The past 18 months, according to Food South Australia CEO Catherine Sayer, have “certainly been a period of extremes” for South Australia.
“Drought conditions were compounded by some of the most severe bushfires in our history, followed by the significant impacts of Covid,” she says. “Then of course there’ve been the ongoing challenges around Australia’s trading relationship with China.
“As such, our food and beverage businesses have had to navigate unprecedented dynamics to best manage their production, marketing, sales, exports and labour.”
Citing the South Australian government’s ‘Primary Industries Scorecard’ for 2019/20, Ms Sayer notes that the state’s seafood industry suffered a 13% downturn in revenue and a 6% drop in exports, largely due to a fall in demand from China for premium goods such as rock lobster and abalone (Covid-19 hit in peak export season).
“In a similar vein, overall meat exports reduced by 4%, beef and sheep products being the most impacted,” she says. “Then of course there was the obvious factor of a sharp decline in cafe and restaurant trade, reducing food and beverage service lead sales, and interstate and international exports of finished food and beverage.”
Amid this climate, though, Ms Sayer reassures that SA has also had its success stories.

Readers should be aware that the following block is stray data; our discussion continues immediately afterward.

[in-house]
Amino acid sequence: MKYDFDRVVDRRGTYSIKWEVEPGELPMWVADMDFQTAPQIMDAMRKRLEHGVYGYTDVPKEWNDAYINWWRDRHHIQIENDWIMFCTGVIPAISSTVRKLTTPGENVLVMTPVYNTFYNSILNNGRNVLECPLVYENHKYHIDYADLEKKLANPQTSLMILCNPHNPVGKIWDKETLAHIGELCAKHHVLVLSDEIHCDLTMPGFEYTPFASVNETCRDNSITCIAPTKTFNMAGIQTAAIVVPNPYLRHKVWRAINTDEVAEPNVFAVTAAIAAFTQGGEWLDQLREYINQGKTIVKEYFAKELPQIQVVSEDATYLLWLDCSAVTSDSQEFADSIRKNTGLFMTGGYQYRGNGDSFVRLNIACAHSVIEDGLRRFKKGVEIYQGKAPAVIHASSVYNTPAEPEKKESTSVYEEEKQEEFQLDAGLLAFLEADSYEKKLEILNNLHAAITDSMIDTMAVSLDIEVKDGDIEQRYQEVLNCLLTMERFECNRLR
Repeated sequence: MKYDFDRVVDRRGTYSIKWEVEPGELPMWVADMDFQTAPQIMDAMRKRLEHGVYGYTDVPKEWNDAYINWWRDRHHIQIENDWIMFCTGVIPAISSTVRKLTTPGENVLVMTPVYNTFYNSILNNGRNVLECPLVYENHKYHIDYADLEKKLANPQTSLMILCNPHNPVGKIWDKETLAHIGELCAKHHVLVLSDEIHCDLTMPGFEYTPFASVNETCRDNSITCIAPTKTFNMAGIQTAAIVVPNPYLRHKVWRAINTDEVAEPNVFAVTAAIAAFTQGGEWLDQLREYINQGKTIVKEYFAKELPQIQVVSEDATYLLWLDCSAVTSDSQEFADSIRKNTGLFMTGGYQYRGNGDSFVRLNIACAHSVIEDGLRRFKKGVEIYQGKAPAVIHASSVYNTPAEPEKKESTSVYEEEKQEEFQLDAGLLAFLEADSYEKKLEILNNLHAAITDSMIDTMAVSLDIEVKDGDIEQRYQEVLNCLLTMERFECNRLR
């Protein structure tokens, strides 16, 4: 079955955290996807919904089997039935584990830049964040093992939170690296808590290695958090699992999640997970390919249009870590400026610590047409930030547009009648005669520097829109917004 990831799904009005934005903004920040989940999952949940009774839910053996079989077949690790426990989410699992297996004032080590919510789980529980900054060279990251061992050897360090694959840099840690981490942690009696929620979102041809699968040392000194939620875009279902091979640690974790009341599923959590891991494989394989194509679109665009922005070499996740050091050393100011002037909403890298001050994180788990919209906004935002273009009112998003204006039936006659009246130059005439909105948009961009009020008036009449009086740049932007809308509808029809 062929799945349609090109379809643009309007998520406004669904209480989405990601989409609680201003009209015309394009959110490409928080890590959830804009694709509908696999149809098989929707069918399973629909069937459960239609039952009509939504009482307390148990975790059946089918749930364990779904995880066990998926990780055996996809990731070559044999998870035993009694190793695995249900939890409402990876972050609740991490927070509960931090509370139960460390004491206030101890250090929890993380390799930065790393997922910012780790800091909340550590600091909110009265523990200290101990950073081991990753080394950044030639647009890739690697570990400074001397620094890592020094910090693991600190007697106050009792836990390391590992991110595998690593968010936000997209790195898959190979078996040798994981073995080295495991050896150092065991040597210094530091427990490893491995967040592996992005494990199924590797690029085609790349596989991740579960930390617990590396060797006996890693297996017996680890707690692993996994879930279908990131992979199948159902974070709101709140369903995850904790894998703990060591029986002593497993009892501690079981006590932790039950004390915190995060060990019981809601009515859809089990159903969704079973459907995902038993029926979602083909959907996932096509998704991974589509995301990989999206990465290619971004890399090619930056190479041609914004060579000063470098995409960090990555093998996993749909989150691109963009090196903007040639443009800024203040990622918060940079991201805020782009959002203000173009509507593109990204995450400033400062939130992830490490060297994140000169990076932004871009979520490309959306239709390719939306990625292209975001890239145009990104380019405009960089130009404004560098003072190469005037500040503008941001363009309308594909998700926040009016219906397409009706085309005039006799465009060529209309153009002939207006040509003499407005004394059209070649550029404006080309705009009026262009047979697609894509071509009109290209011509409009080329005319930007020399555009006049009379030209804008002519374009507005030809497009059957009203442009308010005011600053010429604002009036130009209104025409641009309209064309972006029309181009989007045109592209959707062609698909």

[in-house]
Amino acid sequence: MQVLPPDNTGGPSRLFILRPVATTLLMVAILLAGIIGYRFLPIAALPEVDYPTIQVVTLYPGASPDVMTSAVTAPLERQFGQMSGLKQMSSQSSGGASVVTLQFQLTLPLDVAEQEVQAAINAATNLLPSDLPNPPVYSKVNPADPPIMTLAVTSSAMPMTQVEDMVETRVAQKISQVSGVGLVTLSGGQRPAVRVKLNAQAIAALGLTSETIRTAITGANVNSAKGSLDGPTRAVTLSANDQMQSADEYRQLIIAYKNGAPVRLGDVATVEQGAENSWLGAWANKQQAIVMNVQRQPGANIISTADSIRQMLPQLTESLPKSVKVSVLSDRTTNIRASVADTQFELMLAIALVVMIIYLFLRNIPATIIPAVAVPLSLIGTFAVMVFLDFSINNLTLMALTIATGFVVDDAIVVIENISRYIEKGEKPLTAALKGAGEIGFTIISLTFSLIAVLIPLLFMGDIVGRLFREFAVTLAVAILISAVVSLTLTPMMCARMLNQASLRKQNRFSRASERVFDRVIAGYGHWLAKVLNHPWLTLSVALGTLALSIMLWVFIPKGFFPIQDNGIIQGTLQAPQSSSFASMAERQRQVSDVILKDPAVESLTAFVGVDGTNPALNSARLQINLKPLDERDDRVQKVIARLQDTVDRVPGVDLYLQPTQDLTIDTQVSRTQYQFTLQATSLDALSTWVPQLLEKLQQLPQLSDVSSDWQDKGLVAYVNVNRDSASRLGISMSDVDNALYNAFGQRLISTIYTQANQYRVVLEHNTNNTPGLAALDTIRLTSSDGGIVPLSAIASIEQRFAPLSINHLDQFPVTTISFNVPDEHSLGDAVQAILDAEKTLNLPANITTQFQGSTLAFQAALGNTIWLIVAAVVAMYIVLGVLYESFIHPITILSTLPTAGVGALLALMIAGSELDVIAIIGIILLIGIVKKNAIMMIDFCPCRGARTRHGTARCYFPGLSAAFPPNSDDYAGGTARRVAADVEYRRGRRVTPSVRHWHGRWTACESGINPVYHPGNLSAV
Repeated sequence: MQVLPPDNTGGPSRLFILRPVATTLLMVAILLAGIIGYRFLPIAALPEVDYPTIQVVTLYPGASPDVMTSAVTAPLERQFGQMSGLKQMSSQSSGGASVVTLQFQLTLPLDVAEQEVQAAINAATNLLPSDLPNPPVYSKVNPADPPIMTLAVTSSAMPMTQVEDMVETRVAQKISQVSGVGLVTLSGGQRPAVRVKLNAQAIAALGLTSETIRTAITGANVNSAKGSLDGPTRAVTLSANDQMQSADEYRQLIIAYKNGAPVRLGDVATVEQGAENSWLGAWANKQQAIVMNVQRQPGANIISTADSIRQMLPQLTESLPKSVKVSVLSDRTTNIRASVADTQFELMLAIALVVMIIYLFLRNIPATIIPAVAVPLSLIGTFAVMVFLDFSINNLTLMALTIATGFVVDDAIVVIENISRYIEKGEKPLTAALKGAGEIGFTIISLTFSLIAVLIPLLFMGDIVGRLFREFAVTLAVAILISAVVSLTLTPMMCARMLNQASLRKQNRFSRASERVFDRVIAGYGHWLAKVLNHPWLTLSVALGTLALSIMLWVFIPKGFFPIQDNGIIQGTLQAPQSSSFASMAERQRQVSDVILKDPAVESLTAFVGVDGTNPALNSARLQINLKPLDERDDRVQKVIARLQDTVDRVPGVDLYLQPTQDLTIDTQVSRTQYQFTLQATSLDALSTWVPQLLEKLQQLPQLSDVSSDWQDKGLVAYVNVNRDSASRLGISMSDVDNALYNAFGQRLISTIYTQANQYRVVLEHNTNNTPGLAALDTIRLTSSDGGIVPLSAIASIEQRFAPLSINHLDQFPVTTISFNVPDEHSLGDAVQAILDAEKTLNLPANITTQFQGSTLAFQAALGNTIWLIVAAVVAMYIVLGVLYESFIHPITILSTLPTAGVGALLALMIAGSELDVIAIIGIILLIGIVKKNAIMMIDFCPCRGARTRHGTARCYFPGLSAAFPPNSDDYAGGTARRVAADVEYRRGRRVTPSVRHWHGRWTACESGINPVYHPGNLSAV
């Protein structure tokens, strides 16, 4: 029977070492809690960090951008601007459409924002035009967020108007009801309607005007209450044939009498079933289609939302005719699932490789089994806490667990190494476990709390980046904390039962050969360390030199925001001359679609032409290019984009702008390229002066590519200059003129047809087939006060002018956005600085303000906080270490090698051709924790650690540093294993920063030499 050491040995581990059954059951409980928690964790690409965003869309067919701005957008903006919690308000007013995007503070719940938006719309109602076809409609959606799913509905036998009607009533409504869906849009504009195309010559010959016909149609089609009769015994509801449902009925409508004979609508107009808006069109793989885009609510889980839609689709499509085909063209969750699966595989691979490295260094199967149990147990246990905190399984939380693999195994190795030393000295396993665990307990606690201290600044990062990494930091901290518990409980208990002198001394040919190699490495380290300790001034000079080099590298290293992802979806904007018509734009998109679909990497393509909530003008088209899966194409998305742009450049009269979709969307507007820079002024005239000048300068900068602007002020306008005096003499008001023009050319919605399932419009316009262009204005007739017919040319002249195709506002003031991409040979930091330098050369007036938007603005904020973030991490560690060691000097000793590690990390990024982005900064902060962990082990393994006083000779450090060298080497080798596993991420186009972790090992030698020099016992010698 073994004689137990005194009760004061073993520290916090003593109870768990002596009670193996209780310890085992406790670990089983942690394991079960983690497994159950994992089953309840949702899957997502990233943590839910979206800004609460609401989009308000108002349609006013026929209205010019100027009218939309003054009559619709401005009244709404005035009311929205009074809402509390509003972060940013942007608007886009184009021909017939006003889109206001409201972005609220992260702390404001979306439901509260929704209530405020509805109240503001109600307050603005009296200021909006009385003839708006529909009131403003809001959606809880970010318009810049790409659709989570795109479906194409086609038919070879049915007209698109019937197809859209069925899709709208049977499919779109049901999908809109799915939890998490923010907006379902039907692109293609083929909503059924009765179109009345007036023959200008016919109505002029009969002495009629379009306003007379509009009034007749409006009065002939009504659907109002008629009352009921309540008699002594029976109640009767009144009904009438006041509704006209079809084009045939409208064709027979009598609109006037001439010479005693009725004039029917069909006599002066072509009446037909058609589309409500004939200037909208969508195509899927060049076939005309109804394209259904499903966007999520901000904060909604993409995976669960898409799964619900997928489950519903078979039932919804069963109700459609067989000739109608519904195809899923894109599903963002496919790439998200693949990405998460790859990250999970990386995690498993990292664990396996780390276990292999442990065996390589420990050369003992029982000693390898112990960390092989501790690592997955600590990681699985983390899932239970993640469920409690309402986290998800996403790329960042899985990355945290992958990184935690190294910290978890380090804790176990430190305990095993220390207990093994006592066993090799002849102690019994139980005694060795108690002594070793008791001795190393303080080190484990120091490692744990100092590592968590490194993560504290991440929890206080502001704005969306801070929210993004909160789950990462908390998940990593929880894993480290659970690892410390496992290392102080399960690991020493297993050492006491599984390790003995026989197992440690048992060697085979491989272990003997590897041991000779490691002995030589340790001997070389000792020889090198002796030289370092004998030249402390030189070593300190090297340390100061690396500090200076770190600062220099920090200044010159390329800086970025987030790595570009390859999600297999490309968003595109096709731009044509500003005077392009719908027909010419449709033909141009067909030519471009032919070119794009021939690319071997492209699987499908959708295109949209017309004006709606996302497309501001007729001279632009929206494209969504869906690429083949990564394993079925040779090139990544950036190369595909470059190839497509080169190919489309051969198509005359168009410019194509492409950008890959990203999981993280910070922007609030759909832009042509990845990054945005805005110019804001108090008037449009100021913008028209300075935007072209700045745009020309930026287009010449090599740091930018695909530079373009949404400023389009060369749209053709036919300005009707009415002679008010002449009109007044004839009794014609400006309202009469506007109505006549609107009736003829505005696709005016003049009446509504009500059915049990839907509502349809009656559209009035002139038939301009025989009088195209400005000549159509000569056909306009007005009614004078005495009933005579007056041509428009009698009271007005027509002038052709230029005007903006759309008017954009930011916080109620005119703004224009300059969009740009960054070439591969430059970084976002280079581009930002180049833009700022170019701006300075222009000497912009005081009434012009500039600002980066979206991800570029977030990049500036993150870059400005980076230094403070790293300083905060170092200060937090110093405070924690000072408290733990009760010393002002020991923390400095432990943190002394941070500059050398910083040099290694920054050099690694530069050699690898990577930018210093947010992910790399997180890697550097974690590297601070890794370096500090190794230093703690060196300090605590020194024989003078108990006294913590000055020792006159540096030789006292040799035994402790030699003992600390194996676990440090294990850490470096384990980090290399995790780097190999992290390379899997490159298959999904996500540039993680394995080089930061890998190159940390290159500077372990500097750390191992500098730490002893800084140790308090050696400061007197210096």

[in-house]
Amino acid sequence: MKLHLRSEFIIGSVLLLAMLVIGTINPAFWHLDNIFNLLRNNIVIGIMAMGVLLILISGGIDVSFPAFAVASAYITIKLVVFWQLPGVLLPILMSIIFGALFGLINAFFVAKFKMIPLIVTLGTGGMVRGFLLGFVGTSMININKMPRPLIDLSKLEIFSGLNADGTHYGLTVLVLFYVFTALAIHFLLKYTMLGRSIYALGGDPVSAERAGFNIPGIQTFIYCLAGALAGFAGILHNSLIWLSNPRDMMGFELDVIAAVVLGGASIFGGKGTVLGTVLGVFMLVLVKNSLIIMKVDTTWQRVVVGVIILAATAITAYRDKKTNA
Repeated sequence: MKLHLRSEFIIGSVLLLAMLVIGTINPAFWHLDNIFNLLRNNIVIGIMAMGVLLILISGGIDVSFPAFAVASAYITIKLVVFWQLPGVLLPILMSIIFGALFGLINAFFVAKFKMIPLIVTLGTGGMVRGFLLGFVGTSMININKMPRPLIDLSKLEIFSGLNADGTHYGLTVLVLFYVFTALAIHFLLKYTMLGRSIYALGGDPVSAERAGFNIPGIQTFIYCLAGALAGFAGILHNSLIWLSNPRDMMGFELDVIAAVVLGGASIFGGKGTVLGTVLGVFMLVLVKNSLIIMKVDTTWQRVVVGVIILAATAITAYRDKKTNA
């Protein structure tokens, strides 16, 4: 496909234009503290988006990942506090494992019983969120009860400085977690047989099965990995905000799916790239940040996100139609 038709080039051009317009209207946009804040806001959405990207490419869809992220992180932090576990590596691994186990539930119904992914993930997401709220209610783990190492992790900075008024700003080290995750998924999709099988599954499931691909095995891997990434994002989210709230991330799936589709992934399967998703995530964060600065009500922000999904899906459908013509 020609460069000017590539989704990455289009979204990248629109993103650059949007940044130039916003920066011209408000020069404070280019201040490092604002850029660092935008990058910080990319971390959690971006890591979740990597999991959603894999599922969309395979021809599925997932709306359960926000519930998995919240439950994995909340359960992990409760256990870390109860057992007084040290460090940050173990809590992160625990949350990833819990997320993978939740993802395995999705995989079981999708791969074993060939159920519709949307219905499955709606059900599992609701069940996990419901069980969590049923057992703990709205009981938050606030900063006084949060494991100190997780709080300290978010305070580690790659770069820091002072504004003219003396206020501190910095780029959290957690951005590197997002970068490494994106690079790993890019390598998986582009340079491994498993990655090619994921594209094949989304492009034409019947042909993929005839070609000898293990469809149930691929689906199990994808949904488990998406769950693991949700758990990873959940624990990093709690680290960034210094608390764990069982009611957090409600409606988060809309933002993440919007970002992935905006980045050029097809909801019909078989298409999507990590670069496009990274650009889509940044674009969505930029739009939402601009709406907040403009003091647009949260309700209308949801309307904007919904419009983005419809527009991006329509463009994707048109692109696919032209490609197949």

“Our dairy sector saw four per cent growth in revenue, driven by a 14% increase in the farm gate price of milk,” she says. “While overall seafood exports were down, export values of southern bluefin tuna grew by nine per cent. Likewise, SA’s major horticultural exports, such as almonds, citrus, and potatoes, all saw strong export value increases.
“Food SA’s own member surveys also show encouraging signs. Our members have continued to invest in sales and marketing, and while business travel has obviously been difficult, 20% of the members we surveyed have actually increased their marketing expenditure.
“Over 50% of the respondents are now selling to new markets, and over 30% have diversified from their traditional wholesale and foodservice products into the stronger performing area of retail. Overall, 57% have reported positive business performance.”
Addressing retail, its brands and consumers, Ms Sayer says the state’s residents are “very passionate” about SA produce, recognising the “excellent” value and quality available.
“They want to support local, and our industry has responded by placing more emphasis on local retail outlets, adding new products, enhancing presentation, and applying excellent value. Consequently, retail sales have remained strong throughout,” she says.
“There’s been a real focus on the ‘I Choose SA’ campaign, a local program where consumers can easily identify food and beverage products from SA, and that has helped a lot of businesses, particularly those that don’t have extensive interstate distribution.”
Considering the future, Ms Sayer believes that while other industries may at times gain more media attention, agriculture and the food and beverage industry are a “real backbone” of the South Australian economy, performing strongly year after year.
“With a more diverse range of high-quality products and services on the market than ever before, driven by some exceptional innovators, the future is very bright indeed,” she says.
Read more on the South Australian market in The Australian Roadshow feature in the July issue of Retail World.